Imagine that you’ve been pulled over by the police at a traffic stop, even though you don’t know what you’re supposed to have done wrong. Now imagine that the officer who pulled you over is accompanied by a drug-sniffing German Shepherd. Being stopped by a police officer is stressful enough, but when the officer brings in a “K-9 unit”, that can be even scarier.

Many people in this situation believe that they have to let the police dog sniff them and their vehicle, but this isn’t actually the case. In fact, in some cases it’s a bad idea to submit to a police dog sniff test even if you know you haven’t done anything wrong. A New Mexico man learned that lesson the hard way, after a police dog falsely alerted officers to the presence of drugs near the car.

New Mexico Man Endures Humiliating Cavity Searches after Traffic Stop

When New Mexico resident David Eckert was pulled over by a Deming police officer, there was no way he could anticipate the humiliation and invasion of privacy he would experience over the next several hours. When the officer asked him to get out of his vehicle, he complied, but the officer became suspicious because Eckert appeared to be holding his legs together and clenching his buttocks. As a result of this alleged suspicion, the officer detained Eckert, obtained a search warrant for an anal cavity search and took Eckert to the Gila Regional Medical Center in Silver City. There, in the hands of doctors compliant with the instructions of the overseeing police and without Eckert’s consent, medical staff performed 3 enemas, 2 x-rays, and finally forced sedation and colonoscopy on him in order to admit that Eckert had no drugs on his person. To add insult to injury, the hospital sent Eckert the bill for approximately $6,000 for the “procedures”.

Mr. Eckert filed a federal lawsuit against the city of Deming and Hidalgo County as a result of his mistreatment, and the city and county recently agreed to settle for $1.6 million. While it’s good news and a good message that at least Eckert received meaningful compensation for this version of anal rape, this situation should never have happened in the first place. Eckert was subjected to these “cavity searches” largely on the basis of the police dog’s false assertion that there were drugs either in the car or on the driver’s person.

This case raises important questions: has the “War on Drugs” damaged our society? when can police use drug-sniffing dogs? when do citizens have the right to refuse a dog sniff test?

Probable Cause Needed for Search

To answer the second two questions, (there isn’t enough time or space now to talk about the “War on Drugs”) let’s start with the basics of the Fourth Amendment. This Amendment protects against “unreasonable” searches by federal and state law enforcement, but it also means that police officers can search you and your property if they have “probable cause” to do so. In some cases, an officer might need a search warrant, but they can also search without a warrant if the particular circumstances justify it (for example, if smoke was billowing out of a car and they could smell marijuana).

Unfortunately, based on the ruling in the 2005 case of Illinois v. Caballes, the Supreme Court ruled that police do not need reasonable suspicion to employ drug-sniffing dogs during a legitimate traffic stop. However, if an officer doesn’t have a police dog with them at the time of the traffic stop, they do need to have probable cause to detain you until a K-9 unit can be brought in. If an officer does detain you, you have the right to refuse any searches, and the right to refuse to unlock the trunk without a warrant.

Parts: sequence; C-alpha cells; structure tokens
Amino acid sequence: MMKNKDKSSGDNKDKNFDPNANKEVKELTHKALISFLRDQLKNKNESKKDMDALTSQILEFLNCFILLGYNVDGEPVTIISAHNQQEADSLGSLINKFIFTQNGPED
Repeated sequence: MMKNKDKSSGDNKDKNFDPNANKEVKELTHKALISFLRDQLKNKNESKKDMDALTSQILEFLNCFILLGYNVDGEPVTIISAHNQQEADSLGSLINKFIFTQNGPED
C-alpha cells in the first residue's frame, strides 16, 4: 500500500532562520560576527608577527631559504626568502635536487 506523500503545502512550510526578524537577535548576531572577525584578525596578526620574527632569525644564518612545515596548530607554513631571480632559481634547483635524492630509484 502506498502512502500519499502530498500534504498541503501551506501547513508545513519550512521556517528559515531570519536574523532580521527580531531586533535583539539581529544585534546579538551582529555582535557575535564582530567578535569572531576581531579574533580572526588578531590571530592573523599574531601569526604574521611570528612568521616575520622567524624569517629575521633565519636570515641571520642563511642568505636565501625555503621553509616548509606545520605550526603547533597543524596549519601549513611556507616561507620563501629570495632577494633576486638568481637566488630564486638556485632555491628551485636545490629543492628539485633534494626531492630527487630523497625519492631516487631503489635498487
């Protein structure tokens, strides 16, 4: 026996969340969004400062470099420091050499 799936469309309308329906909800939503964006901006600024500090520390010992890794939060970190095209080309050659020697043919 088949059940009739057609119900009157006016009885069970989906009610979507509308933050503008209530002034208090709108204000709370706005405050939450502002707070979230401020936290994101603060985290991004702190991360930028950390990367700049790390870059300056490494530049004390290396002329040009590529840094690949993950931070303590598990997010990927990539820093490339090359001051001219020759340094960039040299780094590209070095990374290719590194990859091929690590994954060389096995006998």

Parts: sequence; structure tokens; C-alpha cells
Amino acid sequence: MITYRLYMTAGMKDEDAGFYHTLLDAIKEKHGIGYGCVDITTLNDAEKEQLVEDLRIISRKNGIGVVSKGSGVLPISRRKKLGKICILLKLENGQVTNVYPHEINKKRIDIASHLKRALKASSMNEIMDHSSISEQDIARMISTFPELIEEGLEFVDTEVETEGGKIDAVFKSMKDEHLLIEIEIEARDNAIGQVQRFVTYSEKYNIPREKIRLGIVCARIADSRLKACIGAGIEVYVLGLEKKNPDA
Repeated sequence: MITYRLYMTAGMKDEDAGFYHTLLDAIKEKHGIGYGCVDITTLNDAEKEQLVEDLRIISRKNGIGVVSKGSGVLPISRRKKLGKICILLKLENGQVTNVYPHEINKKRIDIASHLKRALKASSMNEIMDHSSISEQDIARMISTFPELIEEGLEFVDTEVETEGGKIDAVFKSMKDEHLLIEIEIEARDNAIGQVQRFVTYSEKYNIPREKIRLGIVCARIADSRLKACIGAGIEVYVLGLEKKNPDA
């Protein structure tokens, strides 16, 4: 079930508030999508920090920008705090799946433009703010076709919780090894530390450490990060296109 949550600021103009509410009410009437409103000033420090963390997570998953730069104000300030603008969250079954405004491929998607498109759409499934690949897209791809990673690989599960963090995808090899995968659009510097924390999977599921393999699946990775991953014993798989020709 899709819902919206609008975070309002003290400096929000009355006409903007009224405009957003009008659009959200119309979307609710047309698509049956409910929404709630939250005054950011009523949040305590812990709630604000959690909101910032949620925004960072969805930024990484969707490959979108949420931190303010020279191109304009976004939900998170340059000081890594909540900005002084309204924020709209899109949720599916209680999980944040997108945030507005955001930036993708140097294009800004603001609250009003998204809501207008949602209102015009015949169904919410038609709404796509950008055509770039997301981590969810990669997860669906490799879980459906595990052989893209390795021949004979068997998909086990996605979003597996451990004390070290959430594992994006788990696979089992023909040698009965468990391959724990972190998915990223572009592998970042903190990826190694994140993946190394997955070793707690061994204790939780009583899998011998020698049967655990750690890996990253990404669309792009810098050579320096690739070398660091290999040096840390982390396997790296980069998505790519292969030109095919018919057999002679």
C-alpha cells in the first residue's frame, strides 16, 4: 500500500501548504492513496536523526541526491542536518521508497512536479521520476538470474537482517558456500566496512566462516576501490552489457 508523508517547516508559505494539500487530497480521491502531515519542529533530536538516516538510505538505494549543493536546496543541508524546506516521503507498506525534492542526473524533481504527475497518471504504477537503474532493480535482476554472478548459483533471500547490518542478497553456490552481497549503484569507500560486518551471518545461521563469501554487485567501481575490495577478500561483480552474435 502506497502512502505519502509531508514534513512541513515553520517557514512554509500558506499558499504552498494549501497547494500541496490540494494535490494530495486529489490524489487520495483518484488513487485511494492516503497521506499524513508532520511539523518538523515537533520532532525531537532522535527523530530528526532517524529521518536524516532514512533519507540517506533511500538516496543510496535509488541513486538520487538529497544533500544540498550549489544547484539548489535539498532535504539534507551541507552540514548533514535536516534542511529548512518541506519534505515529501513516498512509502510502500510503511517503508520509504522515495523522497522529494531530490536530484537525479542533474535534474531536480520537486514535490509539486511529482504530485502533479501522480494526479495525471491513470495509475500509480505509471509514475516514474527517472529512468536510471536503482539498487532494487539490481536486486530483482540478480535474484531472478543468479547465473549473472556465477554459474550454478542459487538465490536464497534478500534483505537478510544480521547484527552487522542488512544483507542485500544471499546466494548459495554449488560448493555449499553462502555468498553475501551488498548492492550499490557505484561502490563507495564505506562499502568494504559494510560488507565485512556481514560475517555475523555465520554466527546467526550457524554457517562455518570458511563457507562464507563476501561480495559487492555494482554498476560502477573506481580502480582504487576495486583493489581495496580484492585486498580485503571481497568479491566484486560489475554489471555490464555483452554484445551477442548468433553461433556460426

Please take note from the story above and other experience: Your refusal may not stop the police from detaining you and using the K-9 anyway. If the police arrest you, and if your defense lawyer “moves to suppress”, and a judge later determines that the officer had no right to keep you there while waiting to bring in a drug-sniffing dog, the evidence against you can be thrown out in court.

Drug-Sniffing Dogs Are Often Wrong

Drug-sniffing dogs are often used as the basis for probable cause to search a vehicle at a traffic stop, but there’s a lot of evidence suggesting that they shouldn’t be. According to a data analysis performed by the Chicago Tribune in 2011, less than half of all police dog alerts (44%, to be exact) actually led to the discovery of drugs or drug paraphernalia. Even more alarmingly, the Tribune found that the accuracy rate went down to 27% for Hispanic drivers, suggesting that even if it’s unintentional, handlers may be giving their dogs certain cues based on race.

Many police dogs are not trained well enough to respond only to the scent of drugs and may give an alert based on other cues, such as an officer leading them around a car several times or spending too long examining a vehicle. Knowing this, it seems absurd that so many police departments still rely heavily on drug-sniffing dogs and that an alert from a police dog is enough to indicate the “probable cause” necessary to search innocent people like Mr. Eckert.

If you are facing criminal charges after your person or vehicle was searched on the basis of a police dog’s alert, it’s important that you contact a skilled criminal defense attorney as soon as possible. Law enforcement may have violated your rights in the search and any evidence they obtained may not be admissible in court as a result. The only way to know for sure is to work with a defense lawyer who has handled this type of case before.

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